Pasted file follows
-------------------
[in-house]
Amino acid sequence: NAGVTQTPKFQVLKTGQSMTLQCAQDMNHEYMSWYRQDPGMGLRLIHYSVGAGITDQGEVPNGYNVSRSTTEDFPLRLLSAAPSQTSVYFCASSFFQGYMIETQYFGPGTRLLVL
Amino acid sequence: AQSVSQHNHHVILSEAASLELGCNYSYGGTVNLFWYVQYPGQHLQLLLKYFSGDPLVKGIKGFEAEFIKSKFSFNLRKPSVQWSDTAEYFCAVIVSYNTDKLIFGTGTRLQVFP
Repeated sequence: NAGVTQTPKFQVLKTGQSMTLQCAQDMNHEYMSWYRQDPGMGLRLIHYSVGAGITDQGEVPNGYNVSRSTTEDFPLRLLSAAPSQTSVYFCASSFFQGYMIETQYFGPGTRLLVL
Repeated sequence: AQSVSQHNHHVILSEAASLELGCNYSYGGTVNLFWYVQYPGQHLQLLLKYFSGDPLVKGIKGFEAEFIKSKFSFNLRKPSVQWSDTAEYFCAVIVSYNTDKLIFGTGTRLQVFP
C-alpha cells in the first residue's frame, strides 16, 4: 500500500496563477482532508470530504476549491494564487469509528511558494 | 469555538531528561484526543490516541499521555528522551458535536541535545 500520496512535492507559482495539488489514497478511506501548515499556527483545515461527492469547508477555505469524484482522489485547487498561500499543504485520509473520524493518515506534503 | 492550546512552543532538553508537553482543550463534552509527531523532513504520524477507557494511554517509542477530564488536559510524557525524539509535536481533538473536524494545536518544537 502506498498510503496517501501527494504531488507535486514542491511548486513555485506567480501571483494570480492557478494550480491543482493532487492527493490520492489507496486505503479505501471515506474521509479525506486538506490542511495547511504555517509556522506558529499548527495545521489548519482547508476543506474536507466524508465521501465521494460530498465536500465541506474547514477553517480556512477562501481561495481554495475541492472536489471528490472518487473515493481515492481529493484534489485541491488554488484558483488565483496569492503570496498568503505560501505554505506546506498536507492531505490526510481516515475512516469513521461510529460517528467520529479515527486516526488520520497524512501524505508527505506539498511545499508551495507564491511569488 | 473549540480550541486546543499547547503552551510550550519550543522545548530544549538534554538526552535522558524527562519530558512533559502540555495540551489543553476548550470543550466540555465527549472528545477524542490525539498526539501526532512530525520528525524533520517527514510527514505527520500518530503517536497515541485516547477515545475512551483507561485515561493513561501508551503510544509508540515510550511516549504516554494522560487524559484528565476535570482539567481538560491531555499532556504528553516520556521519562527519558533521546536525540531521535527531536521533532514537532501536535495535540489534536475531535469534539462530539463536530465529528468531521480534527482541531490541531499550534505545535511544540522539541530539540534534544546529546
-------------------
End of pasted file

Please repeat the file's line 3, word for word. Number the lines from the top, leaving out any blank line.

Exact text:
Amino acid sequence: AQSVSQHNHHVILSEAASLELGCNYSYGGTVNLFWYVQYPGQHLQLLLKYFSGDPLVKGIKGFEAEFIKSKFSFNLRKPSVQWSDTAEYFCAVIVSYNTDKLIFGTGTRLQVFP